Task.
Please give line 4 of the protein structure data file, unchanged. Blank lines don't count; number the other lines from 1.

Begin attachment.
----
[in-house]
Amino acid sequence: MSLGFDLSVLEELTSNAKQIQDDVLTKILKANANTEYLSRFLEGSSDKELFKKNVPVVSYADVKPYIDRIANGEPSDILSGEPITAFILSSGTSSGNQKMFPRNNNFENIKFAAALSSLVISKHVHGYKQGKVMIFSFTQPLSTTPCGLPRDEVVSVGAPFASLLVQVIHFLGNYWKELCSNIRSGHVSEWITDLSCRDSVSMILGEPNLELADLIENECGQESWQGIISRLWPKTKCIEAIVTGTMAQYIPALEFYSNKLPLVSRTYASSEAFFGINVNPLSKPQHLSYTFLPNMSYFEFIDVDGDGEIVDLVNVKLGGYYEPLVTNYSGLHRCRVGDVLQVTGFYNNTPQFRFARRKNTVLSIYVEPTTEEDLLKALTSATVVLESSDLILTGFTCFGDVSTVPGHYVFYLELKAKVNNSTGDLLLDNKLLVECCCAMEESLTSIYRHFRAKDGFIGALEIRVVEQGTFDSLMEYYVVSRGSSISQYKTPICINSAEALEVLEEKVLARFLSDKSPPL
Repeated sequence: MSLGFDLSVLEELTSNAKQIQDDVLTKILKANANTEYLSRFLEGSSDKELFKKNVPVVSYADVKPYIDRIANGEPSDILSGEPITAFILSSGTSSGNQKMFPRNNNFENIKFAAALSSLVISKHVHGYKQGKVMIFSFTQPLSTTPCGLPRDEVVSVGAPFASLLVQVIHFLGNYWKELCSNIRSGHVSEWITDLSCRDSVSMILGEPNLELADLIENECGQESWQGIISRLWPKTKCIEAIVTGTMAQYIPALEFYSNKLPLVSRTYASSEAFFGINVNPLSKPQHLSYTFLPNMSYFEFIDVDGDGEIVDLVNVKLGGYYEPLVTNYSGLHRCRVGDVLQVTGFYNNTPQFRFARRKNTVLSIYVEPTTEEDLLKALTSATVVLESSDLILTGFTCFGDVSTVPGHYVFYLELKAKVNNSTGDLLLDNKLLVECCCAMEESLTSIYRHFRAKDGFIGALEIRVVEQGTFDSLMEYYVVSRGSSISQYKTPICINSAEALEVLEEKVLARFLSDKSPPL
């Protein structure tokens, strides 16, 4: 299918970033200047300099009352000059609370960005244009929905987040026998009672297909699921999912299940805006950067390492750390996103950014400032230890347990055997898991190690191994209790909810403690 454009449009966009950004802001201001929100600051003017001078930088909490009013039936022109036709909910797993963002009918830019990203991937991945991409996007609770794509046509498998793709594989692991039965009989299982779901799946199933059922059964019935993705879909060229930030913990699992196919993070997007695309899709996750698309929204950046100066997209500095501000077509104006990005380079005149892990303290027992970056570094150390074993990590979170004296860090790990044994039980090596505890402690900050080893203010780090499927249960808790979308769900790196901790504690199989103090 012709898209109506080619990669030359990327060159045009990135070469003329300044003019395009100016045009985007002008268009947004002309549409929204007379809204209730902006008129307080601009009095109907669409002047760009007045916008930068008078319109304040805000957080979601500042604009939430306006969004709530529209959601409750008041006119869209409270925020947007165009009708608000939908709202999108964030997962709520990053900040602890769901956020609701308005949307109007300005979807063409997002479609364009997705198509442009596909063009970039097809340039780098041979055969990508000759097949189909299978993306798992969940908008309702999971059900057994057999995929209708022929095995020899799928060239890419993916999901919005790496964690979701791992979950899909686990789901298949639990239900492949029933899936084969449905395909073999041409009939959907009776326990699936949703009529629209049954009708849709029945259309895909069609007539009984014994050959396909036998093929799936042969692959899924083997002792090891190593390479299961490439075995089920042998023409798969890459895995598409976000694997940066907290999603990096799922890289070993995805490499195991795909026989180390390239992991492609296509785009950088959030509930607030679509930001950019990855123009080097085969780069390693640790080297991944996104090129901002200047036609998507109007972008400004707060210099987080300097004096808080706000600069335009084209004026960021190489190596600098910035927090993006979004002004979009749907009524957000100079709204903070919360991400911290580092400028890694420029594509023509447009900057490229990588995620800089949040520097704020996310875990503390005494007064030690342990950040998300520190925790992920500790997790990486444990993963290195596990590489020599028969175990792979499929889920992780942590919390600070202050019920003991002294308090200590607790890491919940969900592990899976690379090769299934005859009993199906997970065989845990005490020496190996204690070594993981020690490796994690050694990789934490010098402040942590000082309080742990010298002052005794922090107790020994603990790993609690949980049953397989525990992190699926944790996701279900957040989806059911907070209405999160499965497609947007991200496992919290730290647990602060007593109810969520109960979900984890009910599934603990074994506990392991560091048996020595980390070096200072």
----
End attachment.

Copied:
């Protein structure tokens, strides 16, 4: 299918970033200047300099009352000059609370960005244009929905987040026998009672297909699921999912299940805006950067390492750390996103950014400032230890347990055997898991190690191994209790909810403690 454009449009966009950004802001201001929100600051003017001078930088909490009013039936022109036709909910797993963002009918830019990203991937991945991409996007609770794509046509498998793709594989692991039965009989299982779901799946199933059922059964019935993705879909060229930030913990699992196919993070997007695309899709996750698309929204950046100066997209500095501000077509104006990005380079005149892990303290027992970056570094150390074993990590979170004296860090790990044994039980090596505890402690900050080893203010780090499927249960808790979308769900790196901790504690199989103090 012709898209109506080619990669030359990327060159045009990135070469003329300044003019395009100016045009985007002008268009947004002309549409929204007379809204209730902006008129307080601009009095109907669409002047760009007045916008930068008078319109304040805000957080979601500042604009939430306006969004709530529209959601409750008041006119869209409270925020947007165009009708608000939908709202999108964030997962709520990053900040602890769901956020609701308005949307109007300005979807063409997002479609364009997705198509442009596909063009970039097809340039780098041979055969990508000759097949189909299978993306798992969940908008309702999971059900057994057999995929209708022929095995020899799928060239890419993916999901919005790496964690979701791992979950899909686990789901298949639990239900492949029933899936084969449905395909073999041409009939959907009776326990699936949703009529629209049954009708849709029945259309895909069609007539009984014994050959396909036998093929799936042969692959899924083997002792090891190593390479299961490439075995089920042998023409798969890459895995598409976000694997940066907290999603990096799922890289070993995805490499195991795909026989180390390239992991492609296509785009950088959030509930607030679509930001950019990855123009080097085969780069390693640790080297991944996104090129901002200047036609998507109007972008400004707060210099987080300097004096808080706000600069335009084209004026960021190489190596600098910035927090993006979004002004979009749907009524957000100079709204903070919360991400911290580092400028890694420029594509023509447009900057490229990588995620800089949040520097704020996310875990503390005494007064030690342990950040998300520190925790992920500790997790990486444990993963290195596990590489020599028969175990792979499929889920992780942590919390600070202050019920003991002294308090200590607790890491919940969900592990899976690379090769299934005859009993199906997970065989845990005490020496190996204690070594993981020690490796994690050694990789934490010098402040942590000082309080742990010298002052005794922090107790020994603990790993609690949980049953397989525990992190699926944790996701279900957040989806059911907070209405999160499965497609947007991200496992919290730290647990602060007593109810969520109960979900984890009910599934603990074994506990392991560091048996020595980390070096200072």